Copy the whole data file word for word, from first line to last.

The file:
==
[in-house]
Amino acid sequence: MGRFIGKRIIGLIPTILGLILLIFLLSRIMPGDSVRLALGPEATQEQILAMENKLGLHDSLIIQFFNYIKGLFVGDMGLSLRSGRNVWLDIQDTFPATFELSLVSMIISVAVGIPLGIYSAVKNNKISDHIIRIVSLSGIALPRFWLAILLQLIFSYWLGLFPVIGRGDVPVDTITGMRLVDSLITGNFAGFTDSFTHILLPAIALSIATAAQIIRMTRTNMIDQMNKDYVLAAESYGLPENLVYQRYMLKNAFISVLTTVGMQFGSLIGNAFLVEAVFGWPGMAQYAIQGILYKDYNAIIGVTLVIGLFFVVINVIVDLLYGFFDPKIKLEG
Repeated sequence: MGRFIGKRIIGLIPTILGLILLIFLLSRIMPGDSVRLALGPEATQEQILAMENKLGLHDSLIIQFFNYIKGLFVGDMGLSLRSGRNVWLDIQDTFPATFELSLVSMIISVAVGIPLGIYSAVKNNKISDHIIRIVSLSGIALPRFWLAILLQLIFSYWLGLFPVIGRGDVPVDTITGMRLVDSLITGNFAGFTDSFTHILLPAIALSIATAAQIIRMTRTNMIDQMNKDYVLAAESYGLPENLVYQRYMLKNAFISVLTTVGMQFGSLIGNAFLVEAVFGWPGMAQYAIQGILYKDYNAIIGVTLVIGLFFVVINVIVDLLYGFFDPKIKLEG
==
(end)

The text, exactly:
[in-house]
Amino acid sequence: MGRFIGKRIIGLIPTILGLILLIFLLSRIMPGDSVRLALGPEATQEQILAMENKLGLHDSLIIQFFNYIKGLFVGDMGLSLRSGRNVWLDIQDTFPATFELSLVSMIISVAVGIPLGIYSAVKNNKISDHIIRIVSLSGIALPRFWLAILLQLIFSYWLGLFPVIGRGDVPVDTITGMRLVDSLITGNFAGFTDSFTHILLPAIALSIATAAQIIRMTRTNMIDQMNKDYVLAAESYGLPENLVYQRYMLKNAFISVLTTVGMQFGSLIGNAFLVEAVFGWPGMAQYAIQGILYKDYNAIIGVTLVIGLFFVVINVIVDLLYGFFDPKIKLEG
Repeated sequence: MGRFIGKRIIGLIPTILGLILLIFLLSRIMPGDSVRLALGPEATQEQILAMENKLGLHDSLIIQFFNYIKGLFVGDMGLSLRSGRNVWLDIQDTFPATFELSLVSMIISVAVGIPLGIYSAVKNNKISDHIIRIVSLSGIALPRFWLAILLQLIFSYWLGLFPVIGRGDVPVDTITGMRLVDSLITGNFAGFTDSFTHILLPAIALSIATAAQIIRMTRTNMIDQMNKDYVLAAESYGLPENLVYQRYMLKNAFISVLTTVGMQFGSLIGNAFLVEAVFGWPGMAQYAIQGILYKDYNAIIGVTLVIGLFFVVINVIVDLLYGFFDPKIKLEG